Sun, Sep 10, 2017 - Page 15 News List

Chinese start-up racing US rivals in driverless rigs

By Yan Zhang  /  Bloomberg

A Chinese start-up with powerful backing plans to test a fleet of self-driving trucks in Arizona and Shanghai next year, competing with Uber Technologies Inc and Alphabet Inc’s Waymo in transforming the way goods are delivered.

Haulage is ripe for disruption by automation because the industry faces a growing shortage of drivers and transporting cargo between fixed points is less complicated than city driving, said Chen Mo (陳默), 33, cofounder and chief executive officer of Beijing-based Tusimple (圖森未來科技), which is backed by Sina Corp (新浪), operator of China’s biggest microblogging site.

Self-driving trucks could cut logistics costs by 40 percent in the US and 25 percent in China, as they can run longer than human-piloted rigs without rest and save at least 10 percent on fuel, Chen said.

They could also improve safety, especially in China, where trucks kill about 25,000 people a year, according to the Chinese Ministry of Public Security.

“It’s natural for us to start the business simultaneously as both countries feature a trucker shortage and huge cargo transportation demand,” Chen said in an interview in his office in Beijing. “China’s trucking industry is costly, inefficient and dangerous” and Tusimple’s technology “can reduce the casualty rate to 25 percent of the current level.”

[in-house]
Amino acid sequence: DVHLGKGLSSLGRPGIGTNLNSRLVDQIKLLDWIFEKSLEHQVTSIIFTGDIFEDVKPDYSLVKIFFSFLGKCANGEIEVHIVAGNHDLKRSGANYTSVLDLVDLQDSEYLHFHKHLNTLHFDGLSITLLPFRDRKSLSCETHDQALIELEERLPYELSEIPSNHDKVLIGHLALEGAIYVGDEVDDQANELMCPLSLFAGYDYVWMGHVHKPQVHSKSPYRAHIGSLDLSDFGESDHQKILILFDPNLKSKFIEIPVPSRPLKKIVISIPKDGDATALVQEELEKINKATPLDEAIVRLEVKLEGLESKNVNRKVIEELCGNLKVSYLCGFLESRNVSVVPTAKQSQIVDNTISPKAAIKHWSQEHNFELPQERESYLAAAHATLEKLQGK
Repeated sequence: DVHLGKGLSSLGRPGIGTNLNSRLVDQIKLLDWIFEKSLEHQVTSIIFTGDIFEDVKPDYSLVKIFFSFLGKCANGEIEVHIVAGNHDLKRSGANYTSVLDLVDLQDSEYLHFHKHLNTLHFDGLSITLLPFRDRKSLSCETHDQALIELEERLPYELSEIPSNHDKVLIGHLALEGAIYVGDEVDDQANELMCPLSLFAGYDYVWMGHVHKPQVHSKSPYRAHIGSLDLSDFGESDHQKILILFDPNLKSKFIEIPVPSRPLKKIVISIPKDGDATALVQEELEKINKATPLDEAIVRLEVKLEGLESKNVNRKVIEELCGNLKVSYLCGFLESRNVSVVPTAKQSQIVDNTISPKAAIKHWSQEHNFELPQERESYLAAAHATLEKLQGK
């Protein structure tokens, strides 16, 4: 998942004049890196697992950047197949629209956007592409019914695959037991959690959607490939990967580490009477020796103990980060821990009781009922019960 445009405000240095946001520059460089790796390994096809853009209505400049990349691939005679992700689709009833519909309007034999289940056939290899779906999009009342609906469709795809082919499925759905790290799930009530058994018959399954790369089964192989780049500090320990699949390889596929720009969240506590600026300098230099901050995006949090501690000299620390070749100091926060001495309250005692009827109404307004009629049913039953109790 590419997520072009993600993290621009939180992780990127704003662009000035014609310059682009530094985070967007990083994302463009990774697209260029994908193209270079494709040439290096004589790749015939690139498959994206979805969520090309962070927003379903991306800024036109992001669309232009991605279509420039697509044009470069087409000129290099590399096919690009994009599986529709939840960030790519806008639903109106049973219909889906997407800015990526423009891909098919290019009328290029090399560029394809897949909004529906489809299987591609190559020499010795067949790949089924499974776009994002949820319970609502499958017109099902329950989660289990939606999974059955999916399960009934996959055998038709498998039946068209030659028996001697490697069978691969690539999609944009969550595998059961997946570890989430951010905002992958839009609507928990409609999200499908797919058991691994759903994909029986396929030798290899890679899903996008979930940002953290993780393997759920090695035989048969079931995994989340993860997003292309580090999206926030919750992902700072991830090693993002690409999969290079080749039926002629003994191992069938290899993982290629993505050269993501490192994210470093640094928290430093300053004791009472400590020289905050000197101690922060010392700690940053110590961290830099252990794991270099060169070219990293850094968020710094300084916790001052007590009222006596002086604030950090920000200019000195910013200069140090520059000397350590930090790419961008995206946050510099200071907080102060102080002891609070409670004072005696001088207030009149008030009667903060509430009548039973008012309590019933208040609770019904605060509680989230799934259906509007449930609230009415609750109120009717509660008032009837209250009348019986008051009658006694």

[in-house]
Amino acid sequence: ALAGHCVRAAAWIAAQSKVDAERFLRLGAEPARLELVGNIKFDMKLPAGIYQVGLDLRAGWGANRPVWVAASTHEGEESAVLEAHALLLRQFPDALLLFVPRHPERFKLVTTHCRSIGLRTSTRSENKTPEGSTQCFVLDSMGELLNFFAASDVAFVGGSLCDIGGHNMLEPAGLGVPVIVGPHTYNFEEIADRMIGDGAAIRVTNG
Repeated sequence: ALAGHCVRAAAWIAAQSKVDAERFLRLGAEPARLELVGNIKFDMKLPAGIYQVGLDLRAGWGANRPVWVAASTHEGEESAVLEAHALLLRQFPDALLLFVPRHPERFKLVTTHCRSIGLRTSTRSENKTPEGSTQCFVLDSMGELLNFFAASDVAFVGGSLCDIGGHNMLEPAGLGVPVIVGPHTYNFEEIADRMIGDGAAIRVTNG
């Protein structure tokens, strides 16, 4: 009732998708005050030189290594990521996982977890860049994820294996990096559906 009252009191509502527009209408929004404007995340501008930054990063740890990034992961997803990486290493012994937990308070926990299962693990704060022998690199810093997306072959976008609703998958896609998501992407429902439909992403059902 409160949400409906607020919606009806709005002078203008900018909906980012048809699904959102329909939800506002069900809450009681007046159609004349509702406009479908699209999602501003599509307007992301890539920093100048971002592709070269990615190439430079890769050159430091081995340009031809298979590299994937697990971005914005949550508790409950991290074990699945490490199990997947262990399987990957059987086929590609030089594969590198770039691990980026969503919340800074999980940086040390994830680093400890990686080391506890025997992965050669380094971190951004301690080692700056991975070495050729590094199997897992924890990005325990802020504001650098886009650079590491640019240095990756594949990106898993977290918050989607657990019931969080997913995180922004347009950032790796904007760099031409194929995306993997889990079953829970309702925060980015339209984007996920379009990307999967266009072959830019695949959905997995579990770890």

The start-up plans to order 60 to 100 specially retrofitted trucks for the tests from a US truckmaker and China’s Shaanxi Heavy Duty Motor Co (陝西重型汽車). The vehicles are to have 10 cameras, three radars and a control system to analyze traffic conditions.

The plan, regulations permitting, is to introduce commercial services in 2019, initially on two routes: A 193km highway stretch between Tucson and Phoenix in Arizona, and a 32km leg between a Shanghai port and warehouse, after completing 4.8 million kilometers of road tests in a year.

Instead of selling the automation technology to logistics firms or fleet owners, Tusimple plans to get into the haulage business.

The industry in China is more fragmented than in the US, with large numbers of truck owners who lack proper training or insurance, Chen said.

Tusimple would be ahead of Uber and Waymo to start road tests in China, where nine out of 10 of the nation’s 30 million truckers are individuals subcontracted by logistics companies.

China hauled 30.5 billion tonnes of cargo last year, compared with 9.4 billion tonnes in the US.

Nearly 30 percent of Chinese truckers have driver fatigue that can lead to slower reaction and inability to keep their eyes open during the early morning and afternoon, according to G7 Networks, a Beijing-based vehicle connectivity technology company that tracks data with equipment on commercial vehicles.

Chinese drivers earn an average 300,000 yuan (US$46,000) for running 100,000km per year and younger drivers are opting for jobs like couriers in cities that pay more, the G7 study said.

Tusimple has no plans to develop driverless passenger cars as intracity driving is much more complex than highway piloting and there is less of a discernible return in terms of business costs in removing the human driver from a private-hire car, Chen said.

Those economics have attracted others.

Tesla Inc met with California and Nevada agencies about testing an autonomous semi-truck after chief executive officer Elon Musk tweeted his ambition to add driverless trucks to the line-up.

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